Standard error The square root of the variance of the sampling distribution is called the standard error of the mean which is also called the standard error.
Nonnormally distributed populations When the sampling is done from a nonnormally distributed population, the central limit theorem is used.
The central limit theorem Given a population of any nonnormal functional form with mean (m) and variance (s2) , the sampling distribution of , computed from samples of size n from this population will have mean, m, and variance, s2/n, and will be approximately normally distributed when the sample is large (30 or higher).
The central limit theorem Note that the standard deviation of the sampling distribution is used in calculations of z scores and is equal to:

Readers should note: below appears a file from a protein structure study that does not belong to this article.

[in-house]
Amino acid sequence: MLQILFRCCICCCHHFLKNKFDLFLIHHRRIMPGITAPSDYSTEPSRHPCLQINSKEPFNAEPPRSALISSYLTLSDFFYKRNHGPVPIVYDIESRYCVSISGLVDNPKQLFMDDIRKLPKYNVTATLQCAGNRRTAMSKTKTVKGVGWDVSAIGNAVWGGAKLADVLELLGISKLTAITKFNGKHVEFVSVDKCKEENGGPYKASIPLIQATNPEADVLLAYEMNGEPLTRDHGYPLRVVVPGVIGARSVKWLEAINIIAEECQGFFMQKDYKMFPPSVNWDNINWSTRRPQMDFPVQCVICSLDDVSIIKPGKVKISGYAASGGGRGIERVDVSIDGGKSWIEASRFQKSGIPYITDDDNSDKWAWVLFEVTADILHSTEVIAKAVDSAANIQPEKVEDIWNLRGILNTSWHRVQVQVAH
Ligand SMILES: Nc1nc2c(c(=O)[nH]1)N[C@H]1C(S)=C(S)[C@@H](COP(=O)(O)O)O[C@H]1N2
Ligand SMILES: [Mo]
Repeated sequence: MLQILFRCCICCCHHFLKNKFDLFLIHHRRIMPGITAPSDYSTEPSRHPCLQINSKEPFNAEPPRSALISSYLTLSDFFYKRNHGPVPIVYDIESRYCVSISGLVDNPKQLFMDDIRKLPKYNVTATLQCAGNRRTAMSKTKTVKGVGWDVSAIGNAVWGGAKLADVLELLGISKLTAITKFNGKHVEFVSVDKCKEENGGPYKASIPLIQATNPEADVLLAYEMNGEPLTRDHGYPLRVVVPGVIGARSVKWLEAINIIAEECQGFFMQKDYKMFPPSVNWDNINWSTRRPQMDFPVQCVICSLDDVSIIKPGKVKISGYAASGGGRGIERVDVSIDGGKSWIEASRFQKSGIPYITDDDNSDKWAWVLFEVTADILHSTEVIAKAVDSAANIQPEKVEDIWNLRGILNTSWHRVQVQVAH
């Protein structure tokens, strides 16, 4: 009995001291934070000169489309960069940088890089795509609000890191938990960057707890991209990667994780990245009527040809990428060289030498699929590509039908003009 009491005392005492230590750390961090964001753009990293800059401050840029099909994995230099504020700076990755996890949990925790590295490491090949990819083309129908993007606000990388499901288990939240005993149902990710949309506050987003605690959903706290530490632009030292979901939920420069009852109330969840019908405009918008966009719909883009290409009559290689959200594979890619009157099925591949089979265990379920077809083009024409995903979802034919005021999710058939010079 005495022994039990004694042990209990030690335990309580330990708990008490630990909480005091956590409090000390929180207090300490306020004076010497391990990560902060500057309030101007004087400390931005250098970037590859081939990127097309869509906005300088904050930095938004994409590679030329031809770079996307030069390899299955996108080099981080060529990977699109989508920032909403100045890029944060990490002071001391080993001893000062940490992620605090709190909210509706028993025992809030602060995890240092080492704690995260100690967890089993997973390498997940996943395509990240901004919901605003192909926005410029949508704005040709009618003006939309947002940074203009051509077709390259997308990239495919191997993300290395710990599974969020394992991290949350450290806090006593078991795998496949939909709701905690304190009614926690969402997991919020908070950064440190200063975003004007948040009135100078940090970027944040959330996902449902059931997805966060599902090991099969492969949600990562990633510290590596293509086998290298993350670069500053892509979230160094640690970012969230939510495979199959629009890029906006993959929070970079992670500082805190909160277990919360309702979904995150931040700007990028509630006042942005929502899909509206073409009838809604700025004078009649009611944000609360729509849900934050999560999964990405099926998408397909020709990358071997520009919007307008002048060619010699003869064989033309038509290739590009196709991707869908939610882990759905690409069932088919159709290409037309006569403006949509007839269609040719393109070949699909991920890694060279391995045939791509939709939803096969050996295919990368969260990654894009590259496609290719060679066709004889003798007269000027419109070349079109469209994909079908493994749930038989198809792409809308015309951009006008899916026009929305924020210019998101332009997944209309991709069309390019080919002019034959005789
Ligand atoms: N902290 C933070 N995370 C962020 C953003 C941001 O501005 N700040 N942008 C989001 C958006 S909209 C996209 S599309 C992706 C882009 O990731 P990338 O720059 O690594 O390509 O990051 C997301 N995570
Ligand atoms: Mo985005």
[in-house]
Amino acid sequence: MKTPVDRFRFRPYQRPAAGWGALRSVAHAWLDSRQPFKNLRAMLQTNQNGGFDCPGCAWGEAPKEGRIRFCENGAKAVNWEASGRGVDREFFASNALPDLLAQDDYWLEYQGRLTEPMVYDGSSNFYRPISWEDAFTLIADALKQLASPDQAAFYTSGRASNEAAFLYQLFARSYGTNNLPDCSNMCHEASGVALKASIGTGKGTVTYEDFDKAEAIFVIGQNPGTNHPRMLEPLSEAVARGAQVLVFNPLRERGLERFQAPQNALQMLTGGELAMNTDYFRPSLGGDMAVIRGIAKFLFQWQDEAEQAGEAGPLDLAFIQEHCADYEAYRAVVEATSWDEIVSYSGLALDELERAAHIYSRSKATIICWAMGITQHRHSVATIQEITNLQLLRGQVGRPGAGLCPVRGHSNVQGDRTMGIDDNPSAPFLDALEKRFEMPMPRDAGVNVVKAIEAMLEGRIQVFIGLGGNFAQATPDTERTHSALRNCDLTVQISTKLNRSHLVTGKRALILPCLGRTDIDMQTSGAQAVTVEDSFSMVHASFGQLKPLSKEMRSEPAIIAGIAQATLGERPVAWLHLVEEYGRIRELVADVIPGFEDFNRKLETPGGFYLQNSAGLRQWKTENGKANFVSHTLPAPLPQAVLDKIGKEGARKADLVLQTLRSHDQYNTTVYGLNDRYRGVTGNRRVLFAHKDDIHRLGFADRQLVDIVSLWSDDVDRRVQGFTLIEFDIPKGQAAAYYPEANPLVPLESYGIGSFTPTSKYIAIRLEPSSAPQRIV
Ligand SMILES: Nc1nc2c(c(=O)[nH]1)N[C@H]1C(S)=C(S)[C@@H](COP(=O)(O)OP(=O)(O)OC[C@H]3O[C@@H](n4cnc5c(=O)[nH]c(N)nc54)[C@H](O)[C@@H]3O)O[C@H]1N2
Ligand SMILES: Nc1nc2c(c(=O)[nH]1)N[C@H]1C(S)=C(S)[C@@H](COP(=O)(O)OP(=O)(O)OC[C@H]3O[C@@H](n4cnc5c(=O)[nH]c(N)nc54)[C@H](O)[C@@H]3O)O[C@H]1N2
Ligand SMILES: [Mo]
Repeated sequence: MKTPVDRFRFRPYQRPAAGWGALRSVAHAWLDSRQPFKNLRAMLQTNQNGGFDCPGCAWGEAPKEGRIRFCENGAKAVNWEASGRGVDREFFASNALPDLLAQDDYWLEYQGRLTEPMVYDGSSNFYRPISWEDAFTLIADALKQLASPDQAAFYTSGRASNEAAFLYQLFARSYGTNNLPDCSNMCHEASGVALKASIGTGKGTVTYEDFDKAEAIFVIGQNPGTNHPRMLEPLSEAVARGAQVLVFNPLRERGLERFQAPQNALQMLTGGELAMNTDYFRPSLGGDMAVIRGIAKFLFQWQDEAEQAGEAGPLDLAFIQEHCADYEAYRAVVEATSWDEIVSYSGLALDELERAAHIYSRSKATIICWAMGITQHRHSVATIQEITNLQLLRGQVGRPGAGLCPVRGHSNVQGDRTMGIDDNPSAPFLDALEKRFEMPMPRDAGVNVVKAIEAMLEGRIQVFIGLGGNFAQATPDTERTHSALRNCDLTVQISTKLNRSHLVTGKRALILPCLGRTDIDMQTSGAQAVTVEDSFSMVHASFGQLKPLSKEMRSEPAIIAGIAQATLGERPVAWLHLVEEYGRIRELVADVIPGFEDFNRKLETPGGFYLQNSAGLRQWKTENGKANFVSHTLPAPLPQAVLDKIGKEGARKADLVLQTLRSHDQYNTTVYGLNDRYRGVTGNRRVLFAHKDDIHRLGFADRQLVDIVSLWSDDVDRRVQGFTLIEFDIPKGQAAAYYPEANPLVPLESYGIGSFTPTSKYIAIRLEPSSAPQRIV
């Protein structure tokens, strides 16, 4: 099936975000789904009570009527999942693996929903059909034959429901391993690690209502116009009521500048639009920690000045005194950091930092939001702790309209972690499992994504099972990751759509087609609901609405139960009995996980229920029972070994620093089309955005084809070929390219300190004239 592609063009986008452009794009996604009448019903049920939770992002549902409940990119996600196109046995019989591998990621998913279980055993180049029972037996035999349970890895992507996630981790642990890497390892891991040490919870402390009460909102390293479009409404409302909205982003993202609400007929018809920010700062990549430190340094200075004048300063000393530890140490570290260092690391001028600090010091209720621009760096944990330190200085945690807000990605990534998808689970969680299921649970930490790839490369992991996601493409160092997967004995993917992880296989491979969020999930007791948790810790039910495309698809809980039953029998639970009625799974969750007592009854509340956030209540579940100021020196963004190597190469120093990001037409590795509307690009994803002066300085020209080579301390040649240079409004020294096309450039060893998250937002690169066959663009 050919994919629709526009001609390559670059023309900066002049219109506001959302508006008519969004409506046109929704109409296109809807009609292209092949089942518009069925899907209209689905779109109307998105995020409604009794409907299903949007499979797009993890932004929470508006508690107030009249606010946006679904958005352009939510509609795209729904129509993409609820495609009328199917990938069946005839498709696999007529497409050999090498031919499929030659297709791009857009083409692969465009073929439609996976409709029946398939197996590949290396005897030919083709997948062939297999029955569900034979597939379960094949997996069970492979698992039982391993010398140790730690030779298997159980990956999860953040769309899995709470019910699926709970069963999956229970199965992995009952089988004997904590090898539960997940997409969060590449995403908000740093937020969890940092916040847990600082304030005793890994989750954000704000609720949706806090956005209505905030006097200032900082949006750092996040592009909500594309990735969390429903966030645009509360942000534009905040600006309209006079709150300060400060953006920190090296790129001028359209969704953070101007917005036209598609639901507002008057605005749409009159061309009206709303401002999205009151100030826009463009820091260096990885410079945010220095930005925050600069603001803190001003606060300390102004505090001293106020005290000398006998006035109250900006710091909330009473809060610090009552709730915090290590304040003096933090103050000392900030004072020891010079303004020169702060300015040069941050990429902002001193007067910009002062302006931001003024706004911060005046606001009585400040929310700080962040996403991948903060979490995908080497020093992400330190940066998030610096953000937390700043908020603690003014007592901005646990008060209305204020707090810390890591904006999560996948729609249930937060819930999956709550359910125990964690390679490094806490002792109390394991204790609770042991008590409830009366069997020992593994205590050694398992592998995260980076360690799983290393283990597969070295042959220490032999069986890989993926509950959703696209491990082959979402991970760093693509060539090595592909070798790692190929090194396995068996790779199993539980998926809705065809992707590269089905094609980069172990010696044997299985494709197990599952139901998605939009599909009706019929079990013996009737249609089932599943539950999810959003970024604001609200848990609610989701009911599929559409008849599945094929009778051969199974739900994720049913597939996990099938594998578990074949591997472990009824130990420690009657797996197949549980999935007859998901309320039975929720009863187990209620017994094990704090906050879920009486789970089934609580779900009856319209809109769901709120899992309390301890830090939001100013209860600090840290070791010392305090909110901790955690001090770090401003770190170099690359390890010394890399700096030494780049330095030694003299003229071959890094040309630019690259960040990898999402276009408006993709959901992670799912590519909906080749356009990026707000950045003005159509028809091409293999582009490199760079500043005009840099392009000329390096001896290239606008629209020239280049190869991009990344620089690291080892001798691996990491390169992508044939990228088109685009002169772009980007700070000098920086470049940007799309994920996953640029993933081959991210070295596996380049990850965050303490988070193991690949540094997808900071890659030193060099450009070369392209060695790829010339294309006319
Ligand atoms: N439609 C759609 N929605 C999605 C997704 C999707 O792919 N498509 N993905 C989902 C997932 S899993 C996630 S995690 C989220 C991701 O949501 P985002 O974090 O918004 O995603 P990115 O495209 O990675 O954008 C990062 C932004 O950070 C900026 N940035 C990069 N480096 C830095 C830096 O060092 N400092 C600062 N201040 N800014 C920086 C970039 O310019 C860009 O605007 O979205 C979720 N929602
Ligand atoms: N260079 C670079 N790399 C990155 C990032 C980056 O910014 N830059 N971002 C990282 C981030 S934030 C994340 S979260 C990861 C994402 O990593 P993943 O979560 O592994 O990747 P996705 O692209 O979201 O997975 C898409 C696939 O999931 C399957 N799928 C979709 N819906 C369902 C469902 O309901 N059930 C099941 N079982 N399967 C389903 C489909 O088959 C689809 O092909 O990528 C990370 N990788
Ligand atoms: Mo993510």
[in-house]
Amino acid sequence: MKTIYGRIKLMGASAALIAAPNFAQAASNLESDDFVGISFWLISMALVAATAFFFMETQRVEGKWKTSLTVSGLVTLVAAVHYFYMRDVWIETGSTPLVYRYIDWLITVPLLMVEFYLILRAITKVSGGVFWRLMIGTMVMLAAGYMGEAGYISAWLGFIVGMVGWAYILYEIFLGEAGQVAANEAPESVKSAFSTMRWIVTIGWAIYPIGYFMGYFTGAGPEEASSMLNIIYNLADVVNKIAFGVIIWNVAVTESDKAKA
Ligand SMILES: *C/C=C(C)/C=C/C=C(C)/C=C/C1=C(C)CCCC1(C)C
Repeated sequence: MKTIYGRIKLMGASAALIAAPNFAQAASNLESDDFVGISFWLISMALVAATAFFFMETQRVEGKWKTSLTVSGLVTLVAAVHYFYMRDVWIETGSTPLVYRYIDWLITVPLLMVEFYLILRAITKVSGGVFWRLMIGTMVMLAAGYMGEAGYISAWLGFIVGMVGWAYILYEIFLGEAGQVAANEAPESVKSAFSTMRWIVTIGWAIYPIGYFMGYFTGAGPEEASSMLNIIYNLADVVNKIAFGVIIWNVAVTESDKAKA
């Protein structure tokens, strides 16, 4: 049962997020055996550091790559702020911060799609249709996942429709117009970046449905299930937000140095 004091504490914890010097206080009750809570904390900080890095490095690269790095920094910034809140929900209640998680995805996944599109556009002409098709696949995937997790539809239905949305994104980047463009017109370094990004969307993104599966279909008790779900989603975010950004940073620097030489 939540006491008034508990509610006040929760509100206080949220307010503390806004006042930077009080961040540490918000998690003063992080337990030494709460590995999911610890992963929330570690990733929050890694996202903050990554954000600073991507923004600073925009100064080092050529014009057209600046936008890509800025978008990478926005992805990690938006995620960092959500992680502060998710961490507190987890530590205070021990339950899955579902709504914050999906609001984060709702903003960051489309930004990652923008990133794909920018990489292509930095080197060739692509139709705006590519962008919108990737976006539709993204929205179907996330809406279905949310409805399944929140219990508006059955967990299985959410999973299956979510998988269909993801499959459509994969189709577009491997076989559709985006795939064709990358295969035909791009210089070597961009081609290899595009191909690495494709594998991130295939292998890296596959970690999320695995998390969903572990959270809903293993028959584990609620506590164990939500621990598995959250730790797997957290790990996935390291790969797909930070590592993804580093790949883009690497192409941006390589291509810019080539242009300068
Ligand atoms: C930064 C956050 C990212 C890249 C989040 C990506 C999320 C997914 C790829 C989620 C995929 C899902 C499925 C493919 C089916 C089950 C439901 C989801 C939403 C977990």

Sampling distribution of the mean andCentral Limit Theorem We do in class together
Data • A small apartment building has 3 apartments. • How many people live in each apartment?
Find m and s • Use the TI to obtain the values for the population. The values are: m = s =
Form samples of size 2 • We need to form all samples of size 2, using replacement since the population is very small. • Then we find the sample mean for each sample of 2 apartments.
Find m and s • Use the TI to obtain the values for the means of the samples. The values are: m = s =
ResultsMean of Sample means • Mean of population equals mean of the sample means
Results of Standard deviation of the sample means • S.D. equals the population standard deviation divided by the square root of the sample size
Distribution of the sample means • If the population is normally distributed, then the sample means will be normally distributed. • If the population is not normally distributed, then the sample means will be normally distributed if the sample size is at least 30.